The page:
Keep Your Christmas Tree Free of Bugs

What Signs to Look For

Christmas tree close-up.

The Image Bank/Debra McClinton/Getty Images

There's nothing like the smell of an evergreen tree to get you in the holiday spirit. But when you bring a live or cut Christmas tree indoors, some of the insects that have called your Christmas tree home might be joining you for the holiday season. Here's what you need to know about Christmas tree insects.

Holiday Bugs Pose a Very Small Risk 

You really don't need to worry about bringing any dangerous or destructive pests inside with your Christmas tree. Your home isn't appropriate habitat for insects that inhabit coniferous forests, and they aren't going to move in for good. Lacking food and adequate humidity to survive, most Christmas tree insects die soon after moving indoors. Just keep an eye out. If you find insects, they won't bite or sting and won't travel far from the tree.

Insects that Live in Christmas Trees

Coniferous trees attract a variety of small insects that may be visible only in large numbers. Aphids are common pests of evergreen trees, and the warm conditions of your home may cause overwintering aphid eggs to hatch. Some conifers host adelgids, which produce cottony secretions over their bodies. Mites and scale insects also inhabit Christmas trees.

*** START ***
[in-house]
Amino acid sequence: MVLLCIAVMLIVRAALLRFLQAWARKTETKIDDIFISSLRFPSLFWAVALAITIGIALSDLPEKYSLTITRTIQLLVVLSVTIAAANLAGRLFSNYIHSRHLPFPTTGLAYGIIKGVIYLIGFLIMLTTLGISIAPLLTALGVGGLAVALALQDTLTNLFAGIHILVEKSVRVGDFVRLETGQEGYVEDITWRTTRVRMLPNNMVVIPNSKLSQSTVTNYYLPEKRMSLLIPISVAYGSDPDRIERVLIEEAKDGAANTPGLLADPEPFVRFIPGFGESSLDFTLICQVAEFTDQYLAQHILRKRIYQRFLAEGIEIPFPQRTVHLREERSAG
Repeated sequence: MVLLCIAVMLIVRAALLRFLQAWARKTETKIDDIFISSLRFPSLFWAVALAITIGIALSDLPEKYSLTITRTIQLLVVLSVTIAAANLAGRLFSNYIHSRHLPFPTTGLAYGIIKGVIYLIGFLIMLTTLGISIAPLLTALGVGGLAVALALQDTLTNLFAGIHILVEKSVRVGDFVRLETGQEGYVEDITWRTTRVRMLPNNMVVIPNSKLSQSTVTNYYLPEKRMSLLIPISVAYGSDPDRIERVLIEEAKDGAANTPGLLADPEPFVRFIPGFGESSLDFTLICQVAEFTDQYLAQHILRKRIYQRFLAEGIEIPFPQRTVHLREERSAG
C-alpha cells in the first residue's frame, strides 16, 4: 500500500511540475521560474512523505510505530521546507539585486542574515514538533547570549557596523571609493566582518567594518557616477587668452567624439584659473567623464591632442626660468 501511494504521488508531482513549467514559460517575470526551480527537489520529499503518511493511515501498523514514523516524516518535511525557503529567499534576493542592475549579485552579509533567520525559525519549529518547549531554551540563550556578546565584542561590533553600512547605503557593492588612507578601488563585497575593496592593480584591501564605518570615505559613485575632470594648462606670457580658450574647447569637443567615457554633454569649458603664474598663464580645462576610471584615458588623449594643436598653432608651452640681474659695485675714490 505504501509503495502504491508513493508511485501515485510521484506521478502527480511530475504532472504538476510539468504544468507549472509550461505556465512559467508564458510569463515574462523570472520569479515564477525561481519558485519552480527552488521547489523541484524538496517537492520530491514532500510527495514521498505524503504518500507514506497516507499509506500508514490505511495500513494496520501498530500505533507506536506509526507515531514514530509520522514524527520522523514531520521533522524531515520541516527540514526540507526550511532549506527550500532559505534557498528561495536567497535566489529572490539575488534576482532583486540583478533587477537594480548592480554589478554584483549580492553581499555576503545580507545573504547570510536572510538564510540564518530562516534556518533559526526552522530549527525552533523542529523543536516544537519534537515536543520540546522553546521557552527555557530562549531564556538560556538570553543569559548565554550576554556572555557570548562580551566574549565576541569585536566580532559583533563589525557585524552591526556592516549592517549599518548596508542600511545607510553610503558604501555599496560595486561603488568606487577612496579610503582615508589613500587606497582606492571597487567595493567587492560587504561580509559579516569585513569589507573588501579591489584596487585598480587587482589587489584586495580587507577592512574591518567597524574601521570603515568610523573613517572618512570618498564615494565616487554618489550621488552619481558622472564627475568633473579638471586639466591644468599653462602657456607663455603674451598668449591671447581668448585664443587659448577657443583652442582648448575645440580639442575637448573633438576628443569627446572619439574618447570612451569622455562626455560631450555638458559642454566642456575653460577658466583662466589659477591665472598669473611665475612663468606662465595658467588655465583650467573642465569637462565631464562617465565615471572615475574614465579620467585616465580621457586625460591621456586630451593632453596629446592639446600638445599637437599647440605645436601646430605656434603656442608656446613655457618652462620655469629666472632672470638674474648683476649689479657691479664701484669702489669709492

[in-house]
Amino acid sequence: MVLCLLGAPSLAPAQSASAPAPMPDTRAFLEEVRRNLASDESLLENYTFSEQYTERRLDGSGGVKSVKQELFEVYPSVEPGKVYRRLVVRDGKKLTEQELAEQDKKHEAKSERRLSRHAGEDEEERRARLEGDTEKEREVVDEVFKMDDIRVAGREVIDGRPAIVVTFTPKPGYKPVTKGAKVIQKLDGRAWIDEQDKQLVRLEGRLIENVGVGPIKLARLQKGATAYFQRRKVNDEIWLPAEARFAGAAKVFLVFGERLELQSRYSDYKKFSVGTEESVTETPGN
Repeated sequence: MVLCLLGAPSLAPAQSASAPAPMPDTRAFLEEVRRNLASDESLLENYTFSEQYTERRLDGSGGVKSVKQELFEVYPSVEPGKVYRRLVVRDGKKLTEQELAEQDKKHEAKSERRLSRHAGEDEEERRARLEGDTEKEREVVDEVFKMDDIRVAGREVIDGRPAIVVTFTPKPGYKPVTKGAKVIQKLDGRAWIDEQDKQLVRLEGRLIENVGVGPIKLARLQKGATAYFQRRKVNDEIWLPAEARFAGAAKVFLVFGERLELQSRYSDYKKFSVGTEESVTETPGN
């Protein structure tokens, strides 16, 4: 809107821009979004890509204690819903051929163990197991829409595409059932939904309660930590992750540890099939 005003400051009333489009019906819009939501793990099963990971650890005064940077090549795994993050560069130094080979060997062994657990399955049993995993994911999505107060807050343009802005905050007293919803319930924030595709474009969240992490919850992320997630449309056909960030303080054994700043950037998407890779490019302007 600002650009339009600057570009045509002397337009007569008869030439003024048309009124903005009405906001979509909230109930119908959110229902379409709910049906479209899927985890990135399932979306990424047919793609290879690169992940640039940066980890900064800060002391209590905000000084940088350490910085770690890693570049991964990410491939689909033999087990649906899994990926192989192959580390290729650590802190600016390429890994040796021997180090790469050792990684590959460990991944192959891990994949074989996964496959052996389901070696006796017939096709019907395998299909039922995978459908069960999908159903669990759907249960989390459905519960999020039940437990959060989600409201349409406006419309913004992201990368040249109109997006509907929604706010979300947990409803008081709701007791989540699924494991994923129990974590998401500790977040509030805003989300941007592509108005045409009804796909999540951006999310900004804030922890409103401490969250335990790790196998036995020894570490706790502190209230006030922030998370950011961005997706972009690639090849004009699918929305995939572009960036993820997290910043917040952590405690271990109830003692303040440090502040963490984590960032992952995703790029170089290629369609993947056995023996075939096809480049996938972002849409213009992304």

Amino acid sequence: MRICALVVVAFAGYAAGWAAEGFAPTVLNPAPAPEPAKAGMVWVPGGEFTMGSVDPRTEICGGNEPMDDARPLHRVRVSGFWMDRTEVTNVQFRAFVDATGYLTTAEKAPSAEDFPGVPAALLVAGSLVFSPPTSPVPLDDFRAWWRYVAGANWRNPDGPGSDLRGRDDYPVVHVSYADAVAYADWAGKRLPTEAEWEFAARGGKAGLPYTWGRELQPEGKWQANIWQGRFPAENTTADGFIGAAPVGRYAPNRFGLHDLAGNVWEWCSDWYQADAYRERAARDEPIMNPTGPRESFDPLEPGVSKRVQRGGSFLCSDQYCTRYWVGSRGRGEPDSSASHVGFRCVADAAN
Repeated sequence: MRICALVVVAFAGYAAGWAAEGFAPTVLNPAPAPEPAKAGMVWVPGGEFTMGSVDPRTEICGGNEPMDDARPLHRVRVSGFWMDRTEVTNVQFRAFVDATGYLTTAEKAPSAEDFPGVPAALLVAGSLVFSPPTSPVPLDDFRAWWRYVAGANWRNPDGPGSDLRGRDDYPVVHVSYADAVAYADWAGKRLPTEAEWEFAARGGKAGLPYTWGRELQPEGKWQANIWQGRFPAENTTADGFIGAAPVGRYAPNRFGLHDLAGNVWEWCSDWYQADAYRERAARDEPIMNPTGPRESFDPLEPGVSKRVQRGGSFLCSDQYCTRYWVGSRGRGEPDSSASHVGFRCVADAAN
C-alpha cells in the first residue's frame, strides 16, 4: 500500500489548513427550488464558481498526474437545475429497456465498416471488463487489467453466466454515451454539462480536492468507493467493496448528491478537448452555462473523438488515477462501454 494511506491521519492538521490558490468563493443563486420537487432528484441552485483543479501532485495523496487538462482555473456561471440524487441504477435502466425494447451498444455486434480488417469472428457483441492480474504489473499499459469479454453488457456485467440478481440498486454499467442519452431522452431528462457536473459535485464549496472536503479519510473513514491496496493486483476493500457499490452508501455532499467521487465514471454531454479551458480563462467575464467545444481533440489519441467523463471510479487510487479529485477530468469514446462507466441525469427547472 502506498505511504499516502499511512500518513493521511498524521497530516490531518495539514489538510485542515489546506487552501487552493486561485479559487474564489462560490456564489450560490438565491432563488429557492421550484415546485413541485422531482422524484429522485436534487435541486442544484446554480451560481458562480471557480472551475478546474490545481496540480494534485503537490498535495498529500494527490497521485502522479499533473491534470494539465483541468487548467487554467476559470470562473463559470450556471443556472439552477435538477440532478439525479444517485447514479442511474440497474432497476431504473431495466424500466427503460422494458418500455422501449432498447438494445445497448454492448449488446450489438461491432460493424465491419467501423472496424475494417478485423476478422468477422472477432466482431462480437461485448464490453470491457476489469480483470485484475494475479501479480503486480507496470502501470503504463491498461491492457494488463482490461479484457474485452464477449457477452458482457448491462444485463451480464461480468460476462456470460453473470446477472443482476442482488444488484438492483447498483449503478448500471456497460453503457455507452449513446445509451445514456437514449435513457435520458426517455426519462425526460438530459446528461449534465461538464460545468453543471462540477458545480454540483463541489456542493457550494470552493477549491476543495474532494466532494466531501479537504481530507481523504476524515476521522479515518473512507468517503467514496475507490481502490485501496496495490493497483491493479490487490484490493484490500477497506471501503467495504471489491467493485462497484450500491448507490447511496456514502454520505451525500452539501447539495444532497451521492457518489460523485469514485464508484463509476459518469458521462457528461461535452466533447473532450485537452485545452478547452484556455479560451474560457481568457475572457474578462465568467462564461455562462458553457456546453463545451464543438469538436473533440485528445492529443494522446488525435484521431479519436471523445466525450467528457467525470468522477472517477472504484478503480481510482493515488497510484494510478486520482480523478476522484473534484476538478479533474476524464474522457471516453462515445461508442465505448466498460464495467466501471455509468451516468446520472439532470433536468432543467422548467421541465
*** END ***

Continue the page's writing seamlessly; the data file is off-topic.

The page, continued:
Larger Christmas tree insects include bark beetles and praying mantids. Adult mantids will be long gone from the cold temperatures, but mantid egg cases can hatch when introduced to the warmth of your home. If that happens, you'll have hundreds of tiny mantids wandering in search of food. Christmas trees often harbor spiders, too.

Check for Insects Outside

Harmless or not, you probably don't want to spend the holiday season with bugs crawling around among the presents or flying into your windows trying to escape. You can minimize the chance of Christmas tree insects wandering around your living room, though, before you get it inside.

When choosing a tree, inspect it carefully. Look for signs of aphids or other small insects. They'll likely appear as little brown or red dots. Adelgids resemble a dusting of snow. And don't forget to examine the undersides of branches. Check each branch for egg cases, which could contain praying mantises. Prune out any you find because your warm home will feel like spring and induce eggs to hatch. Brown cocoons may harbor sawflies. Look at the trunk, too—small holes with sawdust trails are a sign of bark beetles. Reject any tree that seems heavily infested with pests.

Before bringing the Christmas tree in the house, shake it vigorously to dislodge insects and spiders. Remove any bird nests, as these can contain mites.

If you want to be sure that you found all the bugs, putting the tree in a five-gallon bucket of water in the garage for a few days can serve your peace of mind. If you do want to go after bugs found on the tree, dust it with diatomaceous earth, which dries out any bugs it comes into contact with. Wear eye and face protection when applying, as it's actually pulverized rock that you don't want in your eyes or lungs. Shake the tree to remove excess before bringing it inside.

Christmas Tree Insects Indoors

Whatever you do, do not spray aerosol pesticides on your Christmas tree. These products are flammable! Insects require humidity to live, and most will desiccate and die within a matter of days. Additionally, they will be unable to survive without food. It is much safer, and better for your health, to simply vacuum up any dead insects you find.